12:42 | 2010-03-16
TEHRAN (FNA)- The Iranian lawmakers in a letter to the Islamic Republic Guards Corps lauded the IRGC for arresting 30 individuals on charge of waging a US-backed cyber war against the country and disbanding their cyber networks.
“The joyful news about the arrest and dismantling of one of the biggest and main groups of cyber networks backed by the (US) Central Intelligence Agency (CIA), which worked to gather information, once again disclosed another conspiracy against the Islamic Republic,” said the letter by 220 parliamentarians.
The lawmakers added that the primary confessions made by the 30 US spies indicated their deep enmity with Iran and unveiled their plans to damage the Iranian nation and ideals of the Islamic Revolution through agents inside the country.
The capture of the cyber network members was announced by Tehran’s Public and Revolutionary Court on Saturday.
The court said in a statement that following a series of complicated security operations in area of information and communication technology, the country’s security forces have identified the most important US-backed organized networks of cyber war launched by the anti-revolutionary groups and arrested 30 suspects.
The statement added that the networks received US aids and served Washington through such anti-revolutionary groups as the Mojahedin-e Khalq Organization (MKO), monarchist groups and a number of other opposition groups.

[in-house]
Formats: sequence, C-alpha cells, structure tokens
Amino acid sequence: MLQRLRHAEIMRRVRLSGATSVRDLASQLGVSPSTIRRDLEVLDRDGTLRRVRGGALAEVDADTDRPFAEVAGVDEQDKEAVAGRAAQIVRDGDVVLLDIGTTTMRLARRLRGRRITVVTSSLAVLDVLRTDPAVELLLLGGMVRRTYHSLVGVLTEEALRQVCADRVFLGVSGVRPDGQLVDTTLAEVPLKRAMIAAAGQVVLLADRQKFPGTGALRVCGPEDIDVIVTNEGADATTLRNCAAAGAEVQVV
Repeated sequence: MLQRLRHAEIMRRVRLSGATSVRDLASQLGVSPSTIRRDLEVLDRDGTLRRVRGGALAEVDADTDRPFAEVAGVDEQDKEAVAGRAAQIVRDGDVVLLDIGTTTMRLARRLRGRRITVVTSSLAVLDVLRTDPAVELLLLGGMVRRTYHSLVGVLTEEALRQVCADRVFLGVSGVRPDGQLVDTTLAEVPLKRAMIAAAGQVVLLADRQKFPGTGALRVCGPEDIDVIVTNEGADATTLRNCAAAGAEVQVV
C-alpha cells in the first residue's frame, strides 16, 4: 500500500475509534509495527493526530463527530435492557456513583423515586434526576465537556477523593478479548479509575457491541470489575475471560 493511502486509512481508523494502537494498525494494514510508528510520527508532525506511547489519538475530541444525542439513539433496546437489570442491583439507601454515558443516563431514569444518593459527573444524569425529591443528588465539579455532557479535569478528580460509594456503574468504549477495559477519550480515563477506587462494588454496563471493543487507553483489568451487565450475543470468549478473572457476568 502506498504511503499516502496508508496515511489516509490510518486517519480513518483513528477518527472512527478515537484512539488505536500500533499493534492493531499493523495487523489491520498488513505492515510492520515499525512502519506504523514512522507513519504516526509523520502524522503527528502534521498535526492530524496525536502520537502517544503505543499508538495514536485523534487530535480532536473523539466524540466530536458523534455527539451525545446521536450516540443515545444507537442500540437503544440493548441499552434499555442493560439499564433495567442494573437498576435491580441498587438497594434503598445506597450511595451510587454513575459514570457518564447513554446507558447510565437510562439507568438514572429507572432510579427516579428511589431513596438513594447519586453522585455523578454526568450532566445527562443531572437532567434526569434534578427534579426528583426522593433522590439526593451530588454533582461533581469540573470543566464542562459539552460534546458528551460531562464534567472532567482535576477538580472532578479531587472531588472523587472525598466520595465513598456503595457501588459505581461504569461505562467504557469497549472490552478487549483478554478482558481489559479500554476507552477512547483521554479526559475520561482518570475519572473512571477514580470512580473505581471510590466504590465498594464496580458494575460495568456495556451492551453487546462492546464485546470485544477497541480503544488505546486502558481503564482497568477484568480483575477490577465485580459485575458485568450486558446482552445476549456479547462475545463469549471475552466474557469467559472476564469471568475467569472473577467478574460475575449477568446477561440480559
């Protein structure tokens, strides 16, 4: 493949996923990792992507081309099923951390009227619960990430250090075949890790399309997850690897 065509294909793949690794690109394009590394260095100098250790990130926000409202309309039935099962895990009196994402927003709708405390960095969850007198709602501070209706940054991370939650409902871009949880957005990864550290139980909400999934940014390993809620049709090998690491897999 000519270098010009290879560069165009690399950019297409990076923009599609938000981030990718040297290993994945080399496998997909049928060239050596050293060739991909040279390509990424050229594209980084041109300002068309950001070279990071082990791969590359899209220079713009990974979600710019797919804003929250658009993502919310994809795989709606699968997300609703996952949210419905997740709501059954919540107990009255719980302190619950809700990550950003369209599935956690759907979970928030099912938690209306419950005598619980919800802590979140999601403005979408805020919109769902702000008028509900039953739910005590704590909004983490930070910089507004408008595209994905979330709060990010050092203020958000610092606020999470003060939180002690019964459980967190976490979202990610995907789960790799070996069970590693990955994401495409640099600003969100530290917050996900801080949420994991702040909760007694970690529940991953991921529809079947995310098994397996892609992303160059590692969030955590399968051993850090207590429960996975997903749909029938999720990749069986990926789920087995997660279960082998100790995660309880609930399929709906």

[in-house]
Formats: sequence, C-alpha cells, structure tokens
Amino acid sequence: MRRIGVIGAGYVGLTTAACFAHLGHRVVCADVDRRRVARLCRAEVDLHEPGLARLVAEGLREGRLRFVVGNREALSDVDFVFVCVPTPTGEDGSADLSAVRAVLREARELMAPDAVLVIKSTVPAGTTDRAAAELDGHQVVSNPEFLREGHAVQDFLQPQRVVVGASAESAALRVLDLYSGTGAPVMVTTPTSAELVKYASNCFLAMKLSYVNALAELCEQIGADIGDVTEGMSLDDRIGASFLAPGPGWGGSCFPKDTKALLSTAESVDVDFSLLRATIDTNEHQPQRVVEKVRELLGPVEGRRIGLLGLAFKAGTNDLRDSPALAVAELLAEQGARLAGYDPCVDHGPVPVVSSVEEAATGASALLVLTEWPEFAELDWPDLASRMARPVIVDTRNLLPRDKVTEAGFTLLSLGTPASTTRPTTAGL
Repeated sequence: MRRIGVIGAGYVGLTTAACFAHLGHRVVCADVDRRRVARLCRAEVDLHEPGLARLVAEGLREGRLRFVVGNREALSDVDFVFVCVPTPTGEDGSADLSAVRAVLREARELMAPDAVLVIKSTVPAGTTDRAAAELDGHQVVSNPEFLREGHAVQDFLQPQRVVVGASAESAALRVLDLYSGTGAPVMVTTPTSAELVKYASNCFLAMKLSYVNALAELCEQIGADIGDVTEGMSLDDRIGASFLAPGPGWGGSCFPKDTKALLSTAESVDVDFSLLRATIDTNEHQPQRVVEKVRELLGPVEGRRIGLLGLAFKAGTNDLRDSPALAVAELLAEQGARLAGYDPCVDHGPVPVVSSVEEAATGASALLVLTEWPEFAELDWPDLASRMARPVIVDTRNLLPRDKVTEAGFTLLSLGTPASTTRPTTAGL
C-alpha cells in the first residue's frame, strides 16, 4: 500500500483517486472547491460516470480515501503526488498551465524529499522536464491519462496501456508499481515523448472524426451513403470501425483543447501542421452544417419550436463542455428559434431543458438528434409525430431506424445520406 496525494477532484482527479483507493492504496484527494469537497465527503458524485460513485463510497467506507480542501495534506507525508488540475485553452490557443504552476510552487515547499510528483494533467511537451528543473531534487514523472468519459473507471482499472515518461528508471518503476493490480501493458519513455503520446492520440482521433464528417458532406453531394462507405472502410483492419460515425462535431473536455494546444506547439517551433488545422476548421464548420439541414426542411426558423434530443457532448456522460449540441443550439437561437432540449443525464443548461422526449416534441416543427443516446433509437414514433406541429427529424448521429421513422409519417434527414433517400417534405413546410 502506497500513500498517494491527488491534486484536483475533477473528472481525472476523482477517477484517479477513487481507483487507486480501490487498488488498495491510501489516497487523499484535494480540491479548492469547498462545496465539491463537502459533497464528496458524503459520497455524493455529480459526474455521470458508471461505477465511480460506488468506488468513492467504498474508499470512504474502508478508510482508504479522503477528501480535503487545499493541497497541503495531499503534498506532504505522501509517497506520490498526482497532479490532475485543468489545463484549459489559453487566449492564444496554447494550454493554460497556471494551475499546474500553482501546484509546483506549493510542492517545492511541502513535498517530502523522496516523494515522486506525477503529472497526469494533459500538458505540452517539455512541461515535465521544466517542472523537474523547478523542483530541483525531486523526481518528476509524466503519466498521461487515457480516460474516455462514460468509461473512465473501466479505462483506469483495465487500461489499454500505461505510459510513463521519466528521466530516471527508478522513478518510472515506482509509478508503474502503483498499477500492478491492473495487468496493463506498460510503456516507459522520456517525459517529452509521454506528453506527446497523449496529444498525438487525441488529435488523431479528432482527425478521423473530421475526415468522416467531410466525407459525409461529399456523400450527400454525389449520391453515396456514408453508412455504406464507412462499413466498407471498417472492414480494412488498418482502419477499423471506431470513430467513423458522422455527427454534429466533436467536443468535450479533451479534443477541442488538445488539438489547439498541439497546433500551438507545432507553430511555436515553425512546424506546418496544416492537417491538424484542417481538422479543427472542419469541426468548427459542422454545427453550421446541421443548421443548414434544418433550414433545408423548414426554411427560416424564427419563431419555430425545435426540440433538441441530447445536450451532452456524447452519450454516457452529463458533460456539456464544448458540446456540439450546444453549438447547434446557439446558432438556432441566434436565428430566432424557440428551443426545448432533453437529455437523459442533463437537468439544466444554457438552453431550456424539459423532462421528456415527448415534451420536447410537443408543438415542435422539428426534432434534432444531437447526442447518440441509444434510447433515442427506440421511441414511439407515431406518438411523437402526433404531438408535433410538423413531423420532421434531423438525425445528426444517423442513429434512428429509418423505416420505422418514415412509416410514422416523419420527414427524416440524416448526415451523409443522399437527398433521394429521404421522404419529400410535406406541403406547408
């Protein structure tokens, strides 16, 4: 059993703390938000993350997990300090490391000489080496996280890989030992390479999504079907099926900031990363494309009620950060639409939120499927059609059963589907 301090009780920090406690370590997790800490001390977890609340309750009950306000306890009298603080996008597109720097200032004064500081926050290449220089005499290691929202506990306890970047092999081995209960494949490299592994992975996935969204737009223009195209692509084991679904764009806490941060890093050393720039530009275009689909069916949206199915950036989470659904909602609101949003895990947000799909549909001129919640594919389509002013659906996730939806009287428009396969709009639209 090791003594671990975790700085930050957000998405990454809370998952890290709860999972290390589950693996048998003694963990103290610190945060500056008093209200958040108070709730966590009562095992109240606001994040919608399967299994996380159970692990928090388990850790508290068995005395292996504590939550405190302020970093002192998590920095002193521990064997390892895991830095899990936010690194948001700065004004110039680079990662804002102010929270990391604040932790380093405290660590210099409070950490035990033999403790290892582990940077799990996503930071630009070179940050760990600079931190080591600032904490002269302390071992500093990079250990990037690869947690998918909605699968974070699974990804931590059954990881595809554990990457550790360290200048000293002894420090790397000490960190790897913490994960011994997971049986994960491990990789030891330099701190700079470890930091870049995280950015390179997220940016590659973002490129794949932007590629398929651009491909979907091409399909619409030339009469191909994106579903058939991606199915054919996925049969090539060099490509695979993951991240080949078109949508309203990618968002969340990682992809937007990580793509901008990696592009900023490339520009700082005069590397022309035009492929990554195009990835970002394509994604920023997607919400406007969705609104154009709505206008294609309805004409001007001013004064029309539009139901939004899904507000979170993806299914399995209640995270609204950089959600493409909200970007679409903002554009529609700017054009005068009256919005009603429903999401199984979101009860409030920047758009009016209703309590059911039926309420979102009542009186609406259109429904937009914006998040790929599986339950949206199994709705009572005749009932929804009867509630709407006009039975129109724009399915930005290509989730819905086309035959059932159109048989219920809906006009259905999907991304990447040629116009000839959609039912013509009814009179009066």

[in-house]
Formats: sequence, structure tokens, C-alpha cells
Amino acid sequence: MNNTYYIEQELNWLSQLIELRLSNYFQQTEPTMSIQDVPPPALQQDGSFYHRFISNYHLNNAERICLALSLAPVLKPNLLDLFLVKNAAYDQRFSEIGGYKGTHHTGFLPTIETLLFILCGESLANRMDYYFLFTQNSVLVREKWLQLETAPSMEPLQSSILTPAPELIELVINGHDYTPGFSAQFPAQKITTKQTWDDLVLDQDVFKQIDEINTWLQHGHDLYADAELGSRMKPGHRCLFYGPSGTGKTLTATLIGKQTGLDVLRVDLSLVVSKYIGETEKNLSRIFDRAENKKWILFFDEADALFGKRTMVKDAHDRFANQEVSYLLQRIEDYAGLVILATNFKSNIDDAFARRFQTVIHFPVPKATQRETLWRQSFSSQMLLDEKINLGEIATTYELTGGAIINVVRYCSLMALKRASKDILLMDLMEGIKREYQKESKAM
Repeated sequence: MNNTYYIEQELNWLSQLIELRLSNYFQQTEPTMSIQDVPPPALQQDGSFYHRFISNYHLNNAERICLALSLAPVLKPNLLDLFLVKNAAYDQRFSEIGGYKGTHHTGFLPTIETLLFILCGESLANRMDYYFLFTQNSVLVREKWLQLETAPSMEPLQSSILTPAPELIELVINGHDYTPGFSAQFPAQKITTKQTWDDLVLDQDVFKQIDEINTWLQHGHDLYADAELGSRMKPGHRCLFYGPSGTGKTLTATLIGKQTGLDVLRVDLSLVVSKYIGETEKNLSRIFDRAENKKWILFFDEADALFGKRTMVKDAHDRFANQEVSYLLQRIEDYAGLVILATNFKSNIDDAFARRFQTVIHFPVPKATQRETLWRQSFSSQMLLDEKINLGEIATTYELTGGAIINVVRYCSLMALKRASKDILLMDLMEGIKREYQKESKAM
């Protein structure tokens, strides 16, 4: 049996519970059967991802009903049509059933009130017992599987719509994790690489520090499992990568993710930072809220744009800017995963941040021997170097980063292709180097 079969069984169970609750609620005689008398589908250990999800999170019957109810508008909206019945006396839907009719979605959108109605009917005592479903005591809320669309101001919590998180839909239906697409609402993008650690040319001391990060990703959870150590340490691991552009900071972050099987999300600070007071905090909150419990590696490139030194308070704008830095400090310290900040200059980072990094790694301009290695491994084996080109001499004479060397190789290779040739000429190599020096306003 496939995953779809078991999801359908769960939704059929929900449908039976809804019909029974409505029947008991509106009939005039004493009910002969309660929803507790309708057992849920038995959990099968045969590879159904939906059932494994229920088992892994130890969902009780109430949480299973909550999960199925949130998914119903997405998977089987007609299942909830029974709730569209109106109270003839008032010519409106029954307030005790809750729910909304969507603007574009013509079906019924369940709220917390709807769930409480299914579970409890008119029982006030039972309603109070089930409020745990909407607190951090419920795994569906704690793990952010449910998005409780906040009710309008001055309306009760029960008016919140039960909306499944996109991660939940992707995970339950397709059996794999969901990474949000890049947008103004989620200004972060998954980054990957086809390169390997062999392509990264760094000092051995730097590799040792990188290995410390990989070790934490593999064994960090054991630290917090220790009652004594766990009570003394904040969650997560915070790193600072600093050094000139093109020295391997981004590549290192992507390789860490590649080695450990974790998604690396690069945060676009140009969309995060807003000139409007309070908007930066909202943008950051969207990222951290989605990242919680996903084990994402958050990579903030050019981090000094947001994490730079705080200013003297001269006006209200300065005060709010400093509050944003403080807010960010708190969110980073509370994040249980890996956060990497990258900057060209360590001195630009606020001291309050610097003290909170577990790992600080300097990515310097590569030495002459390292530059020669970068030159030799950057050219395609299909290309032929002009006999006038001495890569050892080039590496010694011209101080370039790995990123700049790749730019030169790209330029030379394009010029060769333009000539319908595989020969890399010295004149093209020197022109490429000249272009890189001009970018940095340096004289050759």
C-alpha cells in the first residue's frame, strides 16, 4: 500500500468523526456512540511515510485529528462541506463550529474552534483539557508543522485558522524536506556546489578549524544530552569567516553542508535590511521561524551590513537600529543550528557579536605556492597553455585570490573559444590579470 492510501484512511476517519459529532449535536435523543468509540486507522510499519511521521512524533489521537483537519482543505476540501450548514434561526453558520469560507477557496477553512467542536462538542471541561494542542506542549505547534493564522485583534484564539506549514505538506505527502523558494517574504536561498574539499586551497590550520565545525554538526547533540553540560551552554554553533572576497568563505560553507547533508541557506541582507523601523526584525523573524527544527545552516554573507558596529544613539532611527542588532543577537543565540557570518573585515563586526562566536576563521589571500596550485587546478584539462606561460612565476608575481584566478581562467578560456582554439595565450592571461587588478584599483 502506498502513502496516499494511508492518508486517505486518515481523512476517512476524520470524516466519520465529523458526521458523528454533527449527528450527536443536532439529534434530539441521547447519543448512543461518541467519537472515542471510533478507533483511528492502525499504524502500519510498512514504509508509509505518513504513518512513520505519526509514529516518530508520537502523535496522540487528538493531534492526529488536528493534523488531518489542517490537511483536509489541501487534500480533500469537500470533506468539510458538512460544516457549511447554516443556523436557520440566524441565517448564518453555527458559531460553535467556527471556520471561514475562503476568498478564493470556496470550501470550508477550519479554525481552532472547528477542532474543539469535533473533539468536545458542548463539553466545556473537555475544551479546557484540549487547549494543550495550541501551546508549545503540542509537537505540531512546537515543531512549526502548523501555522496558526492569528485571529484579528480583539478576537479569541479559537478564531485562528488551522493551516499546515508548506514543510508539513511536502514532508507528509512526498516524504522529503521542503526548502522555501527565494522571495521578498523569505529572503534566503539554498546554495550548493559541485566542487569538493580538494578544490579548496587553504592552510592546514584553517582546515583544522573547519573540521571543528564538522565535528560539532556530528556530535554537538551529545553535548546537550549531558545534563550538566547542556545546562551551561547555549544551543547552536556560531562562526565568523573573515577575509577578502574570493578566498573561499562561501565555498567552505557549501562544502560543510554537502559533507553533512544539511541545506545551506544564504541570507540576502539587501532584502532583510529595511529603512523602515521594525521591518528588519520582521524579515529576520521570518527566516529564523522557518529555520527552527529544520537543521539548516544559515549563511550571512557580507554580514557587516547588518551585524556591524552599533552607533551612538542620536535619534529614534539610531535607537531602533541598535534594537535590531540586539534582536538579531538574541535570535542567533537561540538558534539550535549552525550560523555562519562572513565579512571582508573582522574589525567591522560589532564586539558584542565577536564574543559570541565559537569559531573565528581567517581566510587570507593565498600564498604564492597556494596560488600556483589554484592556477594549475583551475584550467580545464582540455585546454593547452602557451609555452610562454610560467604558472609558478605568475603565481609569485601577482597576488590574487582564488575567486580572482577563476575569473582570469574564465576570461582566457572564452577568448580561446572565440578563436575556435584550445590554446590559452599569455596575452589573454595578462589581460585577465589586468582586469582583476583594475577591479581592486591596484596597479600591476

It further said that Washington provided such anti-Islamic Republic groups and networks with 70 million US-made anti-filtering softwares only during the recent demonstrations in Tehran in a bid to help them wage a psychological war against the Iranian nation and government.
According to the statement, some of the charges leveled against these US-backed networks include establishment of an intelligence gathering network, specially to identify the country’s nuclear scientists, provoking sedition and illegal demonstrations and rallies through releasing unreal and unfounded news and reports after the June presidential elections in the country and providing media and news support for the Jundollah terrorist group and the monarchist opposition groups.
In November 2009, Iran’s Police Chief Brigadier General Esmail Ahmadi-Moqaddam said the force plans to set up a ‘cyber police’ division to counter ‘internet crimes’.
Ahmadi-Moqaddam said the unit would be tasked with monitoring organized cyber crimes on the internet.